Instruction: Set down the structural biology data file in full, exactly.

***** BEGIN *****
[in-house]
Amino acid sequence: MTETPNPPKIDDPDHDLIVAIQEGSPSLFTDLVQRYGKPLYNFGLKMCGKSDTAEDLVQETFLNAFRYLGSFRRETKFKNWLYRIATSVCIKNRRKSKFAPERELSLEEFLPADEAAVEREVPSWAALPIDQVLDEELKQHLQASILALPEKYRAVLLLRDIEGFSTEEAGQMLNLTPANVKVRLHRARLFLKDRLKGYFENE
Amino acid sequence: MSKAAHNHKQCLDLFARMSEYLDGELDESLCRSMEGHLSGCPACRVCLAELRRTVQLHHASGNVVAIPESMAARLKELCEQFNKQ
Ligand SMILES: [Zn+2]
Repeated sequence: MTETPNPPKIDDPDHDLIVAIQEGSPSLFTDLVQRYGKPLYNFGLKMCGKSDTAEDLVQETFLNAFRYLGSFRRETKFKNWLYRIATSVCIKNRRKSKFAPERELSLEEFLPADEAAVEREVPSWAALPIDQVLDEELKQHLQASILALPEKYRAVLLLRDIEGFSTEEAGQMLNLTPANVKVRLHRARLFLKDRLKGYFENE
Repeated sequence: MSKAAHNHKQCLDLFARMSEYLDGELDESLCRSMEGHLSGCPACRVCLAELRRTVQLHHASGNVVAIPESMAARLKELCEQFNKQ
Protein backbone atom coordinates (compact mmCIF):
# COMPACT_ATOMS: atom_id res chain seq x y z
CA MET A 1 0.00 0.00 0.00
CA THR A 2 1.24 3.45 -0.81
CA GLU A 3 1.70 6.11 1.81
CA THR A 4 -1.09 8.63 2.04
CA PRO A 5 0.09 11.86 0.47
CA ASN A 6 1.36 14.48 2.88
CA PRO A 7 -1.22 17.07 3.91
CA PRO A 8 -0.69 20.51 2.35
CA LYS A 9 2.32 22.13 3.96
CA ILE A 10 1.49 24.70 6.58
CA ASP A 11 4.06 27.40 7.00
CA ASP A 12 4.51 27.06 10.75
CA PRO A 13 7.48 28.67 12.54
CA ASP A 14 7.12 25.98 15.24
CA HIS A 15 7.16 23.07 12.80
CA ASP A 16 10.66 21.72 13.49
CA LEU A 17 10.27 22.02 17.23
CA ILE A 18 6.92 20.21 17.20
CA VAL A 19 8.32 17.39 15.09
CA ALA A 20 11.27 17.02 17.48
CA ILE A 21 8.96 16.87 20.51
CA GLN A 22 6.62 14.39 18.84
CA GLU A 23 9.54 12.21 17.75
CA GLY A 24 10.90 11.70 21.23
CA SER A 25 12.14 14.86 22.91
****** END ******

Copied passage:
[in-house]
Amino acid sequence: MTETPNPPKIDDPDHDLIVAIQEGSPSLFTDLVQRYGKPLYNFGLKMCGKSDTAEDLVQETFLNAFRYLGSFRRETKFKNWLYRIATSVCIKNRRKSKFAPERELSLEEFLPADEAAVEREVPSWAALPIDQVLDEELKQHLQASILALPEKYRAVLLLRDIEGFSTEEAGQMLNLTPANVKVRLHRARLFLKDRLKGYFENE
Amino acid sequence: MSKAAHNHKQCLDLFARMSEYLDGELDESLCRSMEGHLSGCPACRVCLAELRRTVQLHHASGNVVAIPESMAARLKELCEQFNKQ
Ligand SMILES: [Zn+2]
Repeated sequence: MTETPNPPKIDDPDHDLIVAIQEGSPSLFTDLVQRYGKPLYNFGLKMCGKSDTAEDLVQETFLNAFRYLGSFRRETKFKNWLYRIATSVCIKNRRKSKFAPERELSLEEFLPADEAAVEREVPSWAALPIDQVLDEELKQHLQASILALPEKYRAVLLLRDIEGFSTEEAGQMLNLTPANVKVRLHRARLFLKDRLKGYFENE
Repeated sequence: MSKAAHNHKQCLDLFARMSEYLDGELDESLCRSMEGHLSGCPACRVCLAELRRTVQLHHASGNVVAIPESMAARLKELCEQFNKQ
Protein backbone atom coordinates (compact mmCIF):
# COMPACT_ATOMS: atom_id res chain seq x y z
CA MET A 1 0.00 0.00 0.00
CA THR A 2 1.24 3.45 -0.81
CA GLU A 3 1.70 6.11 1.81
CA THR A 4 -1.09 8.63 2.04
CA PRO A 5 0.09 11.86 0.47
CA ASN A 6 1.36 14.48 2.88
CA PRO A 7 -1.22 17.07 3.91
CA PRO A 8 -0.69 20.51 2.35
CA LYS A 9 2.32 22.13 3.96
CA ILE A 10 1.49 24.70 6.58
CA ASP A 11 4.06 27.40 7.00
CA ASP A 12 4.51 27.06 10.75
CA PRO A 13 7.48 28.67 12.54
CA ASP A 14 7.12 25.98 15.24
CA HIS A 15 7.16 23.07 12.80
CA ASP A 16 10.66 21.72 13.49
CA LEU A 17 10.27 22.02 17.23
CA ILE A 18 6.92 20.21 17.20
CA VAL A 19 8.32 17.39 15.09
CA ALA A 20 11.27 17.02 17.48
CA ILE A 21 8.96 16.87 20.51
CA GLN A 22 6.62 14.39 18.84
CA GLU A 23 9.54 12.21 17.75
CA GLY A 24 10.90 11.70 21.23
CA SER A 25 12.14 14.86 22.91